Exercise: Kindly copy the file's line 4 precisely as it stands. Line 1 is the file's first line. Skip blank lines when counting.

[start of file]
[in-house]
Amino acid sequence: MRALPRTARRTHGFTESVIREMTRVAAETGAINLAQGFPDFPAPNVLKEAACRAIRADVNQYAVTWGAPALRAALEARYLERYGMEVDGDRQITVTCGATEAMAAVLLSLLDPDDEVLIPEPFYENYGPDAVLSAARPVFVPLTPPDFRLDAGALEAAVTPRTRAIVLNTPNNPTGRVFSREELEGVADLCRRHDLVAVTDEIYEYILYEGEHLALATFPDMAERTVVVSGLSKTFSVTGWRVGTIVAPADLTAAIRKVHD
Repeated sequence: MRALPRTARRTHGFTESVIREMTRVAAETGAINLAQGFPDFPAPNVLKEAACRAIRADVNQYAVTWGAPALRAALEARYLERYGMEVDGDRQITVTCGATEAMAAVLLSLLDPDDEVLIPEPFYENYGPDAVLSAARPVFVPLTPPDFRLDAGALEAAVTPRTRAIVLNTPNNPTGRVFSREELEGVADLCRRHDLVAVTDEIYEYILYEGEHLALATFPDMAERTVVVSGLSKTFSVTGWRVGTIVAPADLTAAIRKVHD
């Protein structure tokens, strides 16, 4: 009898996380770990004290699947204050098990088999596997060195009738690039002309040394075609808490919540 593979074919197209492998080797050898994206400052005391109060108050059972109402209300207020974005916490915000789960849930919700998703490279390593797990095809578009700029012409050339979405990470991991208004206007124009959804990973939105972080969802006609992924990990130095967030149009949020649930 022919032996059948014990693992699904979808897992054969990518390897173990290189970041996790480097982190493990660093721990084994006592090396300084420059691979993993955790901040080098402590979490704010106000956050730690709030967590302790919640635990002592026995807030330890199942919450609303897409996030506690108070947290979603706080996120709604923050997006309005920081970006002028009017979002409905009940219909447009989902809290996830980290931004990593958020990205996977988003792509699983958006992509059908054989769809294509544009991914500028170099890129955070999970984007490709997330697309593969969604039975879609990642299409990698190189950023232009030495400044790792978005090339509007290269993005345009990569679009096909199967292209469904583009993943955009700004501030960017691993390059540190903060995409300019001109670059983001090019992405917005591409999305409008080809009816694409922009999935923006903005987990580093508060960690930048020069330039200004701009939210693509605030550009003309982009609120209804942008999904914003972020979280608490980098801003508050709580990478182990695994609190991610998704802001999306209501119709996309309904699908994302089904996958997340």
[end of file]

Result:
């Protein structure tokens, strides 16, 4: 009898996380770990004290699947204050098990088999596997060195009738690039002309040394075609808490919540 593979074919197209492998080797050898994206400052005391109060108050059972109402209300207020974005916490915000789960849930919700998703490279390593797990095809578009700029012409050339979405990470991991208004206007124009959804990973939105972080969802006609992924990990130095967030149009949020649930 022919032996059948014990693992699904979808897992054969990518390897173990290189970041996790480097982190493990660093721990084994006592090396300084420059691979993993955790901040080098402590979490704010106000956050730690709030967590302790919640635990002592026995807030330890199942919450609303897409996030506690108070947290979603706080996120709604923050997006309005920081970006002028009017979002409905009940219909447009989902809290996830980290931004990593958020990205996977988003792509699983958006992509059908054989769809294509544009991914500028170099890129955070999970984007490709997330697309593969969604039975879609990642299409990698190189950023232009030495400044790792978005090339509007290269993005345009990569679009096909199967292209469904583009993943955009700004501030960017691993390059540190903060995409300019001109670059983001090019992405917005591409999305409008080809009816694409922009999935923006903005987990580093508060960690930048020069330039200004701009939210693509605030550009003309982009609120209804942008999904914003972020979280608490980098801003508050709580990478182990695994609190991610998704802001999306209501119709996309309904699908994302089904996958997340």